Bethany Hiser on Soul Care

Bethany Hiser on Soul Care

Bethany Hiser is the Northwest Family Life Director of Soul Care. She shares with us just what soul care means and how it differs from traditional ideas of self-care.


Q. What is Soul Care?


Soul care is tending to our inner psychospiritual life, which affects our whole self.Soul care doesn’t just mean spiritual care. We are complex intertwined beings. Our soul, body, mind and emotions are all interconnected in who we are.

Tending to thesoul does not preclude listening to our bodies. As I address my false beliefs that drive my unhealthy behaviors and integrate a daily prayer, I am benefiting my whole self. I breathe easier, I am more grounded, I am less stressed, and I am more alive. I am resilient. I am free to thrive.

Q. How might soul care differ from self-care?


At least in popular culture, self-care seems to mean pampering or other activities that we need to add to our lives. In contrast, I see soul care as a deep tuning in and tending to our whole self. It is not necessarily adding activities but reorienting our lives and listening to what our body needs – taking a lunch break or going to the bathroom when needed. It might involve exploring the reasons why we don’t take care of ourselves, and addressing our inner beliefs that drive our unhealthy behaviors instead of simply creating a self-care plan. It might encompass a daily practice that is simple, life-giving, nourishing, and grounding. Soul care is a journey of recovery towards wholeness.

Q. What are some of the aversions you yourself have had to the term “self care”?


I used to think self-caremeant pampering and was thus trivial. I thought I didn’t need it, that I was strong enough.I also felt guilty at taking time for myself in the face of so much injustice and poverty.


Q. Would you share with us a little about how you came to be passionate about soul care?


My passion for soul care arose from necessity – going through the emotional exhaustion and toll of burnout. Ten years ago, if I were to learn that I would become passionate about training and equipping others for a more healthy and sustainable life, I would have been shocked. Like many, I was affected by the stories of trauma I had heard working in a domestic violence shelter, in jail, and a family support center. I felt the weight and grief of people I cared about who were torn apart by immigration, incarceration, abuse, sexual exploitation and addiction. I came to the end of myself and couldn’t go on. I started this soul care journey recognizing that I needed help and to make significant changes. I felt powerless against the effects of accumulated secondary trauma, work holism and codependency. My life had become unmanageable. I was taking step 1 of 12-step programs without knowing it.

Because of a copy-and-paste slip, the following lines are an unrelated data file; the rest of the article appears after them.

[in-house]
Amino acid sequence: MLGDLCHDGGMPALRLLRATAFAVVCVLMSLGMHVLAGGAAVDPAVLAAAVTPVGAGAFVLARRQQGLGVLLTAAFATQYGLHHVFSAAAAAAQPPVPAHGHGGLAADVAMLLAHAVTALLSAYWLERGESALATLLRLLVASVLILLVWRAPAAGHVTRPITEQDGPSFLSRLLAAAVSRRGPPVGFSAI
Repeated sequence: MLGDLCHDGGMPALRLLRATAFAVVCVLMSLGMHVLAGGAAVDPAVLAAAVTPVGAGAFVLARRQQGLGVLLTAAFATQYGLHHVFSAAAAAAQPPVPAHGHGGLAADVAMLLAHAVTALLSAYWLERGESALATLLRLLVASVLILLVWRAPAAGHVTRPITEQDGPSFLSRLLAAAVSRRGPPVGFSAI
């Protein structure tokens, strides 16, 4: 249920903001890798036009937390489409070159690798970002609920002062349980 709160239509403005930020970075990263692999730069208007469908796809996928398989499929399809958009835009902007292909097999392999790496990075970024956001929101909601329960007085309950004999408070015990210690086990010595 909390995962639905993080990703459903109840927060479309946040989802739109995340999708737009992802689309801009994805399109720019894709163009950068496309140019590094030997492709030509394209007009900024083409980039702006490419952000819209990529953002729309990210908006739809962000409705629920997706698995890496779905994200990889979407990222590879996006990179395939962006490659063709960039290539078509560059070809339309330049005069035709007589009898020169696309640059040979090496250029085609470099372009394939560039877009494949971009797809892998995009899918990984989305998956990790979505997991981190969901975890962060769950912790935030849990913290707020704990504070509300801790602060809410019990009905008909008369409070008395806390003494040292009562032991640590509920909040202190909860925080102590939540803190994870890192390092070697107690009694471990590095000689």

Recovery has involved journeying towards living out of being God’s beloved instead finding my identity in what I do, towards freedom instead of desperation to make a difference, and towards loving myself as I love my neighbor. It’s been a journey of pride and brokenness, of learning to say no and asking for help, of healing and renewal, of contemplation and centeredness.

Q. How might someone add rhythms of rest to their life?


In order to change behavior, we need to begin small and daily. Although a daily practice can feel hard to maintain in this midst of many things to do, it can actually make us more alive and equipped for the tasks at hand.

In Laura van Dernoot Lipsky’s book, Trauma Stewardship, she recommends choosing what works for you, for the season you’re in.

It might be centering prayer or other meditation, yoga, reading Scripture, exercise, journaling, coloring pages, going for a walk, or simply sitting with a cup of coffee for a few minutes when you wake up.